Although the recent trend in drug abuse has veered more towards opioid and heroin abuse, it appears that cocaine is making a comeback. According to a report by the U.S. State Department, Colombia had a 42% increase in coca cultivation between 2014 and 2015. Given that Colombia is a major supplier of cocaine to the United States, this could lead to more of the drug trafficked into the country. In 2015, the Colombian government seized 295 metric tons of cocaine and other drugs.13
In addition, in 2015, the number of overdose deaths involving cocaine was the highest it had been since 2006 and the second highest since 1999.14
If you or a loved one is struggling with cocaine abuse, there are programs across the country that specialize in treating this problem. Those who need help should speak with a physician or other qualified addiction treatment professional. Additionally, sites like ours can help you begin researching your treatment options.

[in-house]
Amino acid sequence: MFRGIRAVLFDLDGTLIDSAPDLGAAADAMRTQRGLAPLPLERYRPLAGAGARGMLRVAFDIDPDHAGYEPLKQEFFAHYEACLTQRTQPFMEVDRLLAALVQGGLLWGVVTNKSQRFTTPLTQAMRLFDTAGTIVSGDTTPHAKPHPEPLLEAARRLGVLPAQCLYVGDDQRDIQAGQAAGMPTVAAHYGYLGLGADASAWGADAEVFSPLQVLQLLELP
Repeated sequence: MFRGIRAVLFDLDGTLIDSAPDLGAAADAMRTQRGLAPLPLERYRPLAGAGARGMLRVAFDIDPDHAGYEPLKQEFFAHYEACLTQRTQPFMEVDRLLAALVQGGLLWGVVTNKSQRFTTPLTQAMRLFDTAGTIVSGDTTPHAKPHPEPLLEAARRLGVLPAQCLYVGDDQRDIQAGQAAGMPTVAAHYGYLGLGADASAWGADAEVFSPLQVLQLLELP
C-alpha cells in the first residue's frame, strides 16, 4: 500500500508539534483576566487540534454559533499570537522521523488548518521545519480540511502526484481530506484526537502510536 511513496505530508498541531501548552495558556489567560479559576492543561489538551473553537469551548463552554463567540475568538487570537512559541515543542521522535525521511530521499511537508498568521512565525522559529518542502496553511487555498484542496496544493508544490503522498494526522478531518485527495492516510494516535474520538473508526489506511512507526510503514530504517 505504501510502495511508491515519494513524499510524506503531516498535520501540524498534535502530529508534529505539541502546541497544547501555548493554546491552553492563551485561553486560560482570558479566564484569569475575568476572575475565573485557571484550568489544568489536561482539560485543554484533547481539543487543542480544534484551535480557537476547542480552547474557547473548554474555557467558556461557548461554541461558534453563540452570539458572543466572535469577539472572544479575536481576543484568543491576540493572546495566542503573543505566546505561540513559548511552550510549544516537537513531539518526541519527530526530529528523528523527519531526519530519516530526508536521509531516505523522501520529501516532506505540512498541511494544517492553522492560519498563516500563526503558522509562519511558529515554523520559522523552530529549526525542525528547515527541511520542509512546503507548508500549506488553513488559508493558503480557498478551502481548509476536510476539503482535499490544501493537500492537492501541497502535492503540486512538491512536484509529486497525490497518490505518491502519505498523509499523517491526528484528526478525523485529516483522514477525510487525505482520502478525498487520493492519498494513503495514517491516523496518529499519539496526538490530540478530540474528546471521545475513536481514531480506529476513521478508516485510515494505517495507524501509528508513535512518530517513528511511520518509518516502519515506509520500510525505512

. U.S. Department of Justice. (2013). National Drug Threat Assessment Summary.
. Kuhn, C, Swartzwelder, S, Wilson, W. (2014). Buzzed: The Straight Facts About the Most Used and Abused Drugs from Alcohol to Ecstasy (Fully Revised and Updated Fourth Edition). W. W. Norton & Company.
. NPR. (2011). A Tale Of Two Addicts: Freud, Halsted and Cocaine.
. Freud, S. (1885). Über coca. M. Perles.
. Redman, M. (2011). Cocaine: What is the Crack? Cocaine: What is the Crack? A Brief History of the Use of Cocaine as an Anesthetic. Anesthesiology and Pain Medicine, 1(2), 95-97.
. PBS. (n.d.). A Social History of America’s Most Popular Drugs.
. Lindsey, R. (1982). Pervasive Use of Cocaine is Reported in Hollywood. The New York Times.
. The United States Justice Department. (n.d.). The Roles of Ross and Blandon in the Spread of Crack.
. ACLU. (2006). Cracks in the System: Twenty Years of the Unjust Federal Crack Cocaine Law.
. ACLU. (n.d.). Fair Sentencing Act.
. Lyman, M. D. (2013). Drugs in society: Causes, concepts, and control. Routledge.
. Substance Abuse and Mental Health Services Administration. (2016). Prescription Drug Use and Misuse in the United States: Results from the 2015 National Survey on Drug Use and Health.
. United States Department of State. (2017). International Narcotics Control Strategy Report. Volume I: Drug and Chemical Control.
. National Survey on Drug Use and Health. (2016). State Estimates of Past Year Cocaine Use Among Young Adults: 2014 and 2015.